In accordance with the present invention, recombinant cells can be used to produce flea protease proteins of the present invention by culturing such cells under conditions effective to produce such a protein, and recovering the protein. Effective conditions to produce a protein include, but are not limited to, appropriate media, bioreactor, temperature, pH and oxygen conditions that permit protein production. An appropriate, or effective, medium refers to any medium in which a cell of the present invention, when cultured, is capable of producing a flea protease protein. Such a medium is typically an aqueous medium comprising assimilable carbohydrate, nitrogen and phosphate sources, as well as appropriate salts, minerals, metals and other nutrients, such as vitamins. The medium may comprise complex nutrients or may be a defined minimal medium.

Cells of the present invention can be cultured in conventional fermentation bioreactors, which include, but are not limited to, batch, fed-batch, cell recycle, and continuous fermentors. Culturing can also be conducted in shake flasks, test tubes, microtiter dishes, and petri plates. Culturing is carried out at a temperature, pH and oxygen content appropriate for the recombinant cell. Such culturing conditions are well within the expertise of one of ordinary skill in the art.

Depending on the vector and host system used for production, resultant flea protease proteins may either remain within the recombinant cell; be secreted into the fermentation medium; be secreted into a space between two cellular membranes, such as the periplasmic space in E. coli; or be retained on the outer surface of a cell or viral membrane. Methods to purify such proteins are heretofore disclosed.

The present invention also includes isolated anti-flea protease antibodies and their use to reduce flea infestation on a host animal as well as in the environment of the animal. An anti-flea protease antibody is an antibody capable of selectively binding to a protease present in a flea midgut, including female and male fed midguts as well as female and male unfed midguts. An anti-flea protease antibody preferably binds to the protease in such a way as to reduce the proteolytic activity of that protease.

Isolated antibodies are antibodies that have been removed from their natural milieu. The term “isolated” does not refer to the state of purity of such antibodies. As such, isolated antibodies can include anti-sera containing such antibodies, or antibodies that have been purified to varying degrees. As used herein, the term “selectively binds to” refers to the ability of such antibodies to preferentially bind to the protease against which the antibody was raised (i.e., to be able to distinguish that protease from unrelated components in a mixture.). Binding affinities typically range from about 103 M−1 to about 1012 M−1. Binding can be measured using a variety of methods known to those skilled in the art including immunoblot assays, immunoprecipitation assays, radioimmunoassays, enzyme immunoassays (e.g., ELISA), immunofluorescent antibody assays and immunoelectron microscopy; see, for example, Sambrook et al., ibid.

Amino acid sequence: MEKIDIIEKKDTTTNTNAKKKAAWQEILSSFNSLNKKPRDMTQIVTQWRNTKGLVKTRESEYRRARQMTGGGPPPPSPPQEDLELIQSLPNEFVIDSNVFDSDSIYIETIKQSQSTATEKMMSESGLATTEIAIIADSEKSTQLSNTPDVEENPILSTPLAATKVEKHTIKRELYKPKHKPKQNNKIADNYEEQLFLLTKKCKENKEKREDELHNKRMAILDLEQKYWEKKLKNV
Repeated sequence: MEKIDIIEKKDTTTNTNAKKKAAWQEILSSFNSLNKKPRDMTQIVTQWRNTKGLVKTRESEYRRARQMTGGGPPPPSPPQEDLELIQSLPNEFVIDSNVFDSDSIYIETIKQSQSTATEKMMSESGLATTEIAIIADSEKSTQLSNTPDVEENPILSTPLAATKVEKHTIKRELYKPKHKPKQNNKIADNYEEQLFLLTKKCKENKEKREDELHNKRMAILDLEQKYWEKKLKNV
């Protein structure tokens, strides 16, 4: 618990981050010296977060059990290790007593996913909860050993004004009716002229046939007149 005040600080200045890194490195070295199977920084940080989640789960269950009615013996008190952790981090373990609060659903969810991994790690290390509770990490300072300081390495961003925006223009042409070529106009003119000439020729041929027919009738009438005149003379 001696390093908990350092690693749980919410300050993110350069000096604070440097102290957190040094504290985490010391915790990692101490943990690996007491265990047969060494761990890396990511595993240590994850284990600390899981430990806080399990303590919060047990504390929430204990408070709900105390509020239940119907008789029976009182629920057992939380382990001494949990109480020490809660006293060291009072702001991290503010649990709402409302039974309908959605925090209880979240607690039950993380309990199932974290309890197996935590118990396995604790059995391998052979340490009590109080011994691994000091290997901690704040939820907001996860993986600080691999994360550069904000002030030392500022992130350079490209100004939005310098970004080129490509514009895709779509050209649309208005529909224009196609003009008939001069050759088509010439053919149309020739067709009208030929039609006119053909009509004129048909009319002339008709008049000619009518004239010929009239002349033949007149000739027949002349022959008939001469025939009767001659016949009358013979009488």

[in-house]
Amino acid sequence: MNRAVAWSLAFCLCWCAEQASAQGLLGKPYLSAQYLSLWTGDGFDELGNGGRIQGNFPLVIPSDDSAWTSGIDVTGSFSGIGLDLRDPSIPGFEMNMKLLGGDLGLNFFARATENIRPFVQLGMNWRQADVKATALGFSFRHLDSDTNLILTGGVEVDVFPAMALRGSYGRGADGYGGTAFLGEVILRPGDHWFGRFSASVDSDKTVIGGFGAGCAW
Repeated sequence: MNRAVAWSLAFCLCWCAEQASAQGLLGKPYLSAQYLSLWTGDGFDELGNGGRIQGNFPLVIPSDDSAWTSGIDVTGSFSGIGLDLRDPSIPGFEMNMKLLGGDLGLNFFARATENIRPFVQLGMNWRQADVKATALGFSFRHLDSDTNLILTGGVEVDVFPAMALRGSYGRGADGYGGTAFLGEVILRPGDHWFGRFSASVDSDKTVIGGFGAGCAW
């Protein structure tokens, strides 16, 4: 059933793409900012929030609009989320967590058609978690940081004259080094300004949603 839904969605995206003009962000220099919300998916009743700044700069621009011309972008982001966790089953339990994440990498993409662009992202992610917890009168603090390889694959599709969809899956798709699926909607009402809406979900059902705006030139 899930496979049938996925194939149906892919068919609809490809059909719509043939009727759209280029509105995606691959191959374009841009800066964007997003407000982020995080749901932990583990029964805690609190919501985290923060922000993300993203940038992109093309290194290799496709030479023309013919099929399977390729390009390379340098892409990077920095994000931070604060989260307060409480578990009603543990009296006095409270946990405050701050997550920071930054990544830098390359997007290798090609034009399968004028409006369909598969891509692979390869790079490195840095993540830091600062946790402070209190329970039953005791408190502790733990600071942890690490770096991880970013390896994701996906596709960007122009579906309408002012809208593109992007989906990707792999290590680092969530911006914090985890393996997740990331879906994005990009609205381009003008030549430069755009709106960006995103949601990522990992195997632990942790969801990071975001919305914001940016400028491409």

Antibodies of the present invention can be either polyclonal or monoclonal antibodies. Antibodies of the present invention include functional equivalents such as antibody fragments and genetically-engineered antibodies, including single chain antibodies, that are capable of selectively binding to at least one of the epitopes of the protein used to obtain the antibodies. Antibodies of the present invention also include chimeric antibodies that can bind to more than one epitope. Preferred antibodies are raised in response to proteins that are encoded, at least in part, by a flea protease nucleic acid molecule of the present invention.